“This war has taken everything from us, even our dignity”

The sixth blog in our ‘Voices from Gaza’ series comes from Mahmoud Shalabi, Medical Aid for Palestinians (MAP)’s Senior Programme Manager in northern Gaza. He talks about how difficult it has been to live in the north since the start of Israel’s military assault, and how he struggles to try and get by, day by day.

Before the war I used to love spending Saturdays with my family, they were special days for all of us. We would all pile into the car, me, my wife and three children, and go and buy breakfast to eat at the beach, whatever the children wanted. I would then get lunch for everyone – Gaza has amazing food – and we’d spend the rest of the day playing with the kids, maybe watching a TV show or a film, doing errands, and resting. All of this is now gone.  

On Saturday 7 October, I was woken up at 5am by the sound of rockets. The amount of fire was so immense that I couldn’t go back to sleep. That Saturday my family and I were glued to the TV, but this time it was because we saw there was going to be a war and we wanted to know what was happening. I thought I might take them to the supermarket to get supplies but, due to the confusion, we sadly decided to stay at home. Ever since then, life has turned upside down. 

I live in the north of Gaza, in Beit Lahia. I have been displaced three times since the start of the war. Unlike many others, I did not leave for the south following Israel’s evacuation orders. I have my dear parents here and they are very old. They would not be able to handle the long journey, the walking, or passing through dangerous checkpoints. Like every Palestinian in Gaza, my family is suffering through this war. We have been divided and have no chance to see each other.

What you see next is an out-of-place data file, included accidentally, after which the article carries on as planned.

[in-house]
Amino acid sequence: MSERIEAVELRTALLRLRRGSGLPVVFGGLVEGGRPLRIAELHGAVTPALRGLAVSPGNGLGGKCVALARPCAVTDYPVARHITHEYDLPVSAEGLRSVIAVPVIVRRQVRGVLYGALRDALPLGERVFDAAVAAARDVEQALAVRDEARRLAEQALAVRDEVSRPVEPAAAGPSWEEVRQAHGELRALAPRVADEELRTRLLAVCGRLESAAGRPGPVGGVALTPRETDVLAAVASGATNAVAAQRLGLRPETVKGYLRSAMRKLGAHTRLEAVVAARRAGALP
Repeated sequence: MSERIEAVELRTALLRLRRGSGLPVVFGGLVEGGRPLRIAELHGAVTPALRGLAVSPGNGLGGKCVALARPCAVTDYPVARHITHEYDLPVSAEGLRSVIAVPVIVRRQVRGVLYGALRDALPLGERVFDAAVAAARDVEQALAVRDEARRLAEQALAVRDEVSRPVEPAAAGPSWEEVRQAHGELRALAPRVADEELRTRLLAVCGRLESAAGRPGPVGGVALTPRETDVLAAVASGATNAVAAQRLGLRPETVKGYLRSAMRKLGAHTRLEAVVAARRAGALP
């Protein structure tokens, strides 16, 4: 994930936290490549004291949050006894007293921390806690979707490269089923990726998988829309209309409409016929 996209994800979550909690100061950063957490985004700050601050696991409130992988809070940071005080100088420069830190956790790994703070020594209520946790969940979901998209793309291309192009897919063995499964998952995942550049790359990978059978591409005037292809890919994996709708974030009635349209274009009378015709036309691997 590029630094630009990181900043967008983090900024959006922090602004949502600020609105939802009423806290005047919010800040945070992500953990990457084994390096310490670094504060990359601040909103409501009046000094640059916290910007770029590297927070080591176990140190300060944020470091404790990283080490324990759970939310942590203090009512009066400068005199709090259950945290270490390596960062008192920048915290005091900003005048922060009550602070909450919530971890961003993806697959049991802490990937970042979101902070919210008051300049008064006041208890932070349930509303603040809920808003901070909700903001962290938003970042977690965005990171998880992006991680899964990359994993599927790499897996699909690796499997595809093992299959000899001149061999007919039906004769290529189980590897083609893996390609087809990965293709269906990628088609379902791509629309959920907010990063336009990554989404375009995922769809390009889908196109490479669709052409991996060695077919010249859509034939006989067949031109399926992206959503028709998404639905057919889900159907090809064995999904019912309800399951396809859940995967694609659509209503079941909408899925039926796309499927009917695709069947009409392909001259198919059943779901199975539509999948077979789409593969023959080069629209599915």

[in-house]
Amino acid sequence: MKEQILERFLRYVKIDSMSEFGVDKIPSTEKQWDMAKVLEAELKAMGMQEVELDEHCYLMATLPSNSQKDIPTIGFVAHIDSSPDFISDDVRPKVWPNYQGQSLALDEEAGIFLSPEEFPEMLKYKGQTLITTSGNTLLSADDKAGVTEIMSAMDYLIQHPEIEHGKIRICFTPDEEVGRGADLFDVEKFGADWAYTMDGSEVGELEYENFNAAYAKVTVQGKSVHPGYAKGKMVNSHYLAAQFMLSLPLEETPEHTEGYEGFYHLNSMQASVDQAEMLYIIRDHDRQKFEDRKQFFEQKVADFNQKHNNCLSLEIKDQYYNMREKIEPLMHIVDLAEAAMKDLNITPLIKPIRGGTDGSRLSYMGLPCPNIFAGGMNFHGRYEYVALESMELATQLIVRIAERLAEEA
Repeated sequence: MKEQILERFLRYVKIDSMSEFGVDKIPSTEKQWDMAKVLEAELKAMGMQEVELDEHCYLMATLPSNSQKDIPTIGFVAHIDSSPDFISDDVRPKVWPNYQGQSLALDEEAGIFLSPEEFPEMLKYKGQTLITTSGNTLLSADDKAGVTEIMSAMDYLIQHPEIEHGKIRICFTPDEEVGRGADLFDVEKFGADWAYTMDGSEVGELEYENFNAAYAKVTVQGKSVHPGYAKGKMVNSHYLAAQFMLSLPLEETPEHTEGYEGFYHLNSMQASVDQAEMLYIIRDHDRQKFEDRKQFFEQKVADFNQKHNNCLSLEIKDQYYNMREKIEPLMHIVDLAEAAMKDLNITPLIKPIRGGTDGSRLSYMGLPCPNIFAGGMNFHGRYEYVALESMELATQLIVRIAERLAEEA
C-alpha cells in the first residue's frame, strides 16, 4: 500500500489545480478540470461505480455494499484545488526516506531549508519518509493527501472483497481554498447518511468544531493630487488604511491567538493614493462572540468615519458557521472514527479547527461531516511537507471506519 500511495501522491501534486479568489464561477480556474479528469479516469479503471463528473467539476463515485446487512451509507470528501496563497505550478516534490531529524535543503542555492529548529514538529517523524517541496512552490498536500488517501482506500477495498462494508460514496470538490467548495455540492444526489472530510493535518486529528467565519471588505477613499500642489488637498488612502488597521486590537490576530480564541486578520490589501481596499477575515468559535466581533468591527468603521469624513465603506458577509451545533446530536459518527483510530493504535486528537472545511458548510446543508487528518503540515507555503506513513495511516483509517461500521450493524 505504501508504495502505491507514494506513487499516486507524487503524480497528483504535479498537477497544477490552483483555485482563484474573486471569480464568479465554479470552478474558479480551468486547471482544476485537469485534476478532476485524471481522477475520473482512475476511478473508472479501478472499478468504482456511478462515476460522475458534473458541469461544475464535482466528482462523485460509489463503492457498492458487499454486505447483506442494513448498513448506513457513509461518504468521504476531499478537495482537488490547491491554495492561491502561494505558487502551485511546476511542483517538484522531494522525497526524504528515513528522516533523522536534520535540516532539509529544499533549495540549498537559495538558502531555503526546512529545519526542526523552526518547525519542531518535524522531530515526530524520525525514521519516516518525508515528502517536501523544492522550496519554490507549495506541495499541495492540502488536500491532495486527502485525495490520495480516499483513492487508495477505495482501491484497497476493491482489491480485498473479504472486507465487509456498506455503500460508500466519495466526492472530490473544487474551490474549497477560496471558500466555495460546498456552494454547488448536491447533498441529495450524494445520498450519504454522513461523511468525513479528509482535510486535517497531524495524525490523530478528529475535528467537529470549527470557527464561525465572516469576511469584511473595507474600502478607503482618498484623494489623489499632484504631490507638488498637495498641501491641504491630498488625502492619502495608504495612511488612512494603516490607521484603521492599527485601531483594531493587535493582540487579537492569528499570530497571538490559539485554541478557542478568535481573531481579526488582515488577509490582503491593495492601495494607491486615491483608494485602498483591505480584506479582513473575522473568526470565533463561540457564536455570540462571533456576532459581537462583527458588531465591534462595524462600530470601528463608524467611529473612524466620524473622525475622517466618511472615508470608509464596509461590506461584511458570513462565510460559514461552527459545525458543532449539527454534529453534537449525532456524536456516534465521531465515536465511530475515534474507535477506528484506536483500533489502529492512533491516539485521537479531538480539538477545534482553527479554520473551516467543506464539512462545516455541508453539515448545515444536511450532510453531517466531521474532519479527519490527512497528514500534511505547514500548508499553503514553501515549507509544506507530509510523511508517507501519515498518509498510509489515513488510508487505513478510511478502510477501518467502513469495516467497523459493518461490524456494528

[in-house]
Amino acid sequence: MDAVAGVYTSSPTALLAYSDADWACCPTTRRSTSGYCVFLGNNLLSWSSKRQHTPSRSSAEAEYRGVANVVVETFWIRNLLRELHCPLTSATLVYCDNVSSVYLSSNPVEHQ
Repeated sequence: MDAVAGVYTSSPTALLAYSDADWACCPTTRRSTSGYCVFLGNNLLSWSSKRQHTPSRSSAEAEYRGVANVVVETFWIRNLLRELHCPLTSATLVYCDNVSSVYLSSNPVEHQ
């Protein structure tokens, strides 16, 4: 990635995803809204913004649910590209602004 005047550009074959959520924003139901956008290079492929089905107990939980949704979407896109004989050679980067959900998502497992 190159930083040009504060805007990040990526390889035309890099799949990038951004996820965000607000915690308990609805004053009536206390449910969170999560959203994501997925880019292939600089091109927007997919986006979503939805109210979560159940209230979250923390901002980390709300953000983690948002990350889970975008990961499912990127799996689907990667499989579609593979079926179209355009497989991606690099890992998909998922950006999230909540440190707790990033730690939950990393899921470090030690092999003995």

Although I was displaced, I did manage to return to my home temporarily. Our house was partially destroyed by Israeli military attacks, but we tried to fix it to keep living there. But in the last few weeks I have been displaced again, to Gaza City. The journey of terror and displacement is beyond words.

I have been told that the area where I live has been 90% destroyed, so I felt somewhat fortunate I still had somewhere I can stay with my family – somewhere that is ours. I am not sure if our home is still standing now though.

There are so many internally displaced people in northern Gaza, who are forced to live in temporary shelters, schools or tents. Through my work with MAP, I distribute hygiene and dignity kits to many of these people, and I see how dire and difficult the conditions are. Some classrooms inside schools may have more than five families living in them, crammed in together. The corridors are full of tents and people are even sleeping on the stairs.

I was relieved when I was able to start working for MAP again after the start of the war and filling my days of the war by helping others. My days are so busy now as there are so many people in need.

“In the last few weeks I have been displaced again, to Gaza City. The journey of terror and displacement is beyond words.”

Everything about life here is difficult now. There is very little electricity, gas or infrastructure, and there is nothing to do in the dark evenings. I used to enjoy staying up late, but now every night I go to sleep early and pray there will be no missiles, no airstrikes, no attacks. Almost every night I am woken by explosions, we don’t get any real rest anymore.